The Kolb Experiential Learning Cycle is the most widely recognized and used concept in Experiential Learning Theory (ELT). The simplicity and usefulness of the four-stage cycle of experiencing, reflecting, thinking and acting is the main reason for its popularity. It is an adaptable template for educational programs that actively engage learners in in the learning process.
Additionally you may reference or view each of the eight-parts from our video individually:
Part 1. Learning is an endless recurring cycle not a linear process
The learning cycle is an endlessly recurring process of exchange between the learner’s internal world and the external environment. Learning is like breathing; a lifelong process of taking in and putting out.
Part 2. Experiencing is necessary for learning
The experiencing mode of the learning cycle has particular significance for learning. All modes of learning cycle are experiences, but it is here-and-now experiencing that initiates learning.
Part 3. The brain is built for experiential learning
According to James Zull, knowledge resides in network of neurons in the neo-cortex constructed through learning from experience. Learning from experience results in modification, growth, and pruning of neurons, synopses and neuronal networks. Learning physically changes the brain and educating is the art of changing the brain.
Part 4. The dialectic poles of the learning cycle are what motivates learning
What makes the learning cycle go? What motivates us to learn? The answers to these questions lie in the dialectic poles of opposing modes of the learning cycle. Experiencing and thinking are two fundamentally different way of understanding experience. Reflecting and acting are similarly opposing ways of transforming this understanding. These opposing dialectic poles give us a ‘stereo’ perspective that motivates learning.
Part 5. Learning styles are different ways of going around the learning cycle
Learning style is another popular concept in Experiential Learning Theory. It is important because it emphasizes that individuals learn in different ways and the educators can better facilitate their students’ learning if they understand the unique way they learn. It is important to emphasize that ELT learning style is not a static trait. It is a dynamic state in the learning cycle process.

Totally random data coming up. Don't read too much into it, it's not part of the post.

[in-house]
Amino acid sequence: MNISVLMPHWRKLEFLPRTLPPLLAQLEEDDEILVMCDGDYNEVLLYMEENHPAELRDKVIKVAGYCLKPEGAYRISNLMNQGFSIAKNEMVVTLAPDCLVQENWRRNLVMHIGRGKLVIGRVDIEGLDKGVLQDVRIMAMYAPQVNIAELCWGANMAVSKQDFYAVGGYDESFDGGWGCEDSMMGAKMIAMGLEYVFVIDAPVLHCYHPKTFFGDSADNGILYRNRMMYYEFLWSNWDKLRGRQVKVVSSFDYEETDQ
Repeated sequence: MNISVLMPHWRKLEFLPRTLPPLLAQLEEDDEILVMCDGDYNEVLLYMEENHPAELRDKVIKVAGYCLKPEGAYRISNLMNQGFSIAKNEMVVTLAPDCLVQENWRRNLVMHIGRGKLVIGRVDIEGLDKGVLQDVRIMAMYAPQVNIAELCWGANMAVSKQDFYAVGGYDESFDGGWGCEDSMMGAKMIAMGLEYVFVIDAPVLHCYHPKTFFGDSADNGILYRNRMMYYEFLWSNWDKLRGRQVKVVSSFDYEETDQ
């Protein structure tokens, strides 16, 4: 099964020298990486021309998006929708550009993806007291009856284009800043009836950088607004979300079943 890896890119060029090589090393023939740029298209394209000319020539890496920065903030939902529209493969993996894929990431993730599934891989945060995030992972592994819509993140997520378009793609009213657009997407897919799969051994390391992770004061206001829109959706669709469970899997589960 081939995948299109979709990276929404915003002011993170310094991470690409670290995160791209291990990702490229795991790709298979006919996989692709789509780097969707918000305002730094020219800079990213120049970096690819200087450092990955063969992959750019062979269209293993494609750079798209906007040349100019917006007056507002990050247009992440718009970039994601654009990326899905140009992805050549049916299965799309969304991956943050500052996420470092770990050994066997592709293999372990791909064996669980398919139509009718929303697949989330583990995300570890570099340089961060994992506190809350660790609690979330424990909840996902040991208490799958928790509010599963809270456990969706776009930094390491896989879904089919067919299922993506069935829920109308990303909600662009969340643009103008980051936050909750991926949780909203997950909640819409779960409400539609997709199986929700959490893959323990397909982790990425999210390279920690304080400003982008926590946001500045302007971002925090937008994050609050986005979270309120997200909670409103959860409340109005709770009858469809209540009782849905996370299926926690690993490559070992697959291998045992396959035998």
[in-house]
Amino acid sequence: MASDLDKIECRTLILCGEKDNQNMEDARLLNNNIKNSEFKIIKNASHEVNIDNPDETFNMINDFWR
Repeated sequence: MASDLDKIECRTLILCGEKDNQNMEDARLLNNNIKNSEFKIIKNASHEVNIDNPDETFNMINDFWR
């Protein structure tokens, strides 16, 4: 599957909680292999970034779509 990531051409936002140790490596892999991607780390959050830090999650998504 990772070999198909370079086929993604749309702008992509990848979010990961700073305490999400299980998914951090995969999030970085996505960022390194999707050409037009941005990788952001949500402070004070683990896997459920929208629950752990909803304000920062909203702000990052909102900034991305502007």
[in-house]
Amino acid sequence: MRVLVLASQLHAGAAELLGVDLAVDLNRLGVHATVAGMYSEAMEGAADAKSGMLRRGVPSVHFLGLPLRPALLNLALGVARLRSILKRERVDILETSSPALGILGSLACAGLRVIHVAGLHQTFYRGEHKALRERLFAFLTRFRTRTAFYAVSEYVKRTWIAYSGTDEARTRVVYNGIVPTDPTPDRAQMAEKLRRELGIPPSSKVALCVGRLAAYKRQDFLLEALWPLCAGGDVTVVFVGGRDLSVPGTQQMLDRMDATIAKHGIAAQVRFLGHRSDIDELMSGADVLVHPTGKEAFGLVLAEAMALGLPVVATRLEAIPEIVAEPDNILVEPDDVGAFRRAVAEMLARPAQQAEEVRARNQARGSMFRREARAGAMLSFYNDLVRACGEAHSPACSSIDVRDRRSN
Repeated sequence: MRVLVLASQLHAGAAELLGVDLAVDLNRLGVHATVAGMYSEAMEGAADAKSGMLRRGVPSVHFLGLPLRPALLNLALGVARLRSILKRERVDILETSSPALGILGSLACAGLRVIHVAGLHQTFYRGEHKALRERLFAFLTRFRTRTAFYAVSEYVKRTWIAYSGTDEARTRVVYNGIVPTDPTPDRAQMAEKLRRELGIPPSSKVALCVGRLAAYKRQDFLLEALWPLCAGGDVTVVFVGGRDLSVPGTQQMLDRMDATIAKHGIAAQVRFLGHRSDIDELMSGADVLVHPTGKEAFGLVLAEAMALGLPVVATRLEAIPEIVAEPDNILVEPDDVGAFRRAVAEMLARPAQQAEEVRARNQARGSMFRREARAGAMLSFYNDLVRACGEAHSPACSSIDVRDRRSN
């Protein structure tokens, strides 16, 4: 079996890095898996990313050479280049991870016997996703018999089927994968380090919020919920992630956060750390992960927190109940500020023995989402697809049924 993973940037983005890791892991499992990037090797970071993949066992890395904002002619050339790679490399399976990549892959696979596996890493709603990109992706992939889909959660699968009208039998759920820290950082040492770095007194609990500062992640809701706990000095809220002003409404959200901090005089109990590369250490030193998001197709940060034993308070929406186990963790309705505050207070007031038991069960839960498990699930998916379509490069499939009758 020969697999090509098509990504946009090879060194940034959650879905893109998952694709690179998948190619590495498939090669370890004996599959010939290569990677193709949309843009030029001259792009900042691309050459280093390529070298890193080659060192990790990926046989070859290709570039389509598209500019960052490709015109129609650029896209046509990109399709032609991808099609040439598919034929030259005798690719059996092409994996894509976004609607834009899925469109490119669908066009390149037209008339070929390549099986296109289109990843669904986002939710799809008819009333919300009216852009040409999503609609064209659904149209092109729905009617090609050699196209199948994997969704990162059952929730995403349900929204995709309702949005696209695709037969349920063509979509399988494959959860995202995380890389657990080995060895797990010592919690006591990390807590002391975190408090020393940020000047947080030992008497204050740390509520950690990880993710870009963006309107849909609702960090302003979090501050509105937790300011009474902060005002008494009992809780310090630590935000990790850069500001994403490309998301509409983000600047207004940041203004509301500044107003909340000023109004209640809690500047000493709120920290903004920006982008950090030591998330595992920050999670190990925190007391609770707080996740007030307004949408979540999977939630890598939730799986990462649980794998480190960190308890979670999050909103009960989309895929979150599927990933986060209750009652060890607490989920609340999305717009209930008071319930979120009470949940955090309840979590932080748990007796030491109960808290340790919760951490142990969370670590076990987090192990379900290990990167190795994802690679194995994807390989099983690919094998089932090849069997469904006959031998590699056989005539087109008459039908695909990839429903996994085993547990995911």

Part 6. Full cycle learning increases learning flexibility and development
When one engages all learning styles in their learning process, they are using the most powerful form of learning that we call full cycle learning. Full cycle learning is the ability to engage all of the learning style types in a holistic and fluid manner in a given situation.
Part 7. Teaching around the learning cycle with dynamic matching of teaching role
We created the Kolb Educator Role Profile to assist educators in the application of ELT concepts of the learning cycle and learning styles in the dynamic matching model of teaching around the learning cycle.
Part 8. The learning cycle can be a rubric for holistic, authentic assessment
The multidimensional teaching and learning strategies of experiential learning require equally diverse and complex assessment methods that adequately and fairly evaluate student’s holistic learning and development. Assessment becomes holistic when the focus is on all four of the learning modes of the learning cycle.